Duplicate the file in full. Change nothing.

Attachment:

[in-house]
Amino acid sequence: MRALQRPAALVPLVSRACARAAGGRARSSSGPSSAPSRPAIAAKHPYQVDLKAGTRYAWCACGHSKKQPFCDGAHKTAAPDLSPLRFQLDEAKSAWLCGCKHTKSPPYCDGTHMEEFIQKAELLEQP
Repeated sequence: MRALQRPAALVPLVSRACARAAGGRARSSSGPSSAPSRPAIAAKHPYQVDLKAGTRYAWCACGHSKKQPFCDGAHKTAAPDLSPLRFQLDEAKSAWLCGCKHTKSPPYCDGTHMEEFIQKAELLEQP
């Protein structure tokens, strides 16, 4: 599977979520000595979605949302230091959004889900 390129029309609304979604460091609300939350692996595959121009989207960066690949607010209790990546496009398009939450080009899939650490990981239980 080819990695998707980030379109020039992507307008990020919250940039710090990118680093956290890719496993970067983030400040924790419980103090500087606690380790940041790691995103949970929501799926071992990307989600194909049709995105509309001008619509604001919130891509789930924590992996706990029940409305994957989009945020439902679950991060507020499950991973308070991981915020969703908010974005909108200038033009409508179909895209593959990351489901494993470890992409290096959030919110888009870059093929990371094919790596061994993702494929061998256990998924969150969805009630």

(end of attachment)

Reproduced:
[in-house]
Amino acid sequence: MRALQRPAALVPLVSRACARAAGGRARSSSGPSSAPSRPAIAAKHPYQVDLKAGTRYAWCACGHSKKQPFCDGAHKTAAPDLSPLRFQLDEAKSAWLCGCKHTKSPPYCDGTHMEEFIQKAELLEQP
Repeated sequence: MRALQRPAALVPLVSRACARAAGGRARSSSGPSSAPSRPAIAAKHPYQVDLKAGTRYAWCACGHSKKQPFCDGAHKTAAPDLSPLRFQLDEAKSAWLCGCKHTKSPPYCDGTHMEEFIQKAELLEQP
């Protein structure tokens, strides 16, 4: 599977979520000595979605949302230091959004889900 390129029309609304979604460091609300939350692996595959121009989207960066690949607010209790990546496009398009939450080009899939650490990981239980 080819990695998707980030379109020039992507307008990020919250940039710090990118680093956290890719496993970067983030400040924790419980103090500087606690380790940041790691995103949970929501799926071992990307989600194909049709995105509309001008619509604001919130891509789930924590992996706990029940409305994957989009945020439902679950991060507020499950991973308070991981915020969703908010974005909108200038033009409508179909895209593959990351489901494993470890992409290096959030919110888009870059093929990371094919790596061994993702494929061998256990998924969150969805009630």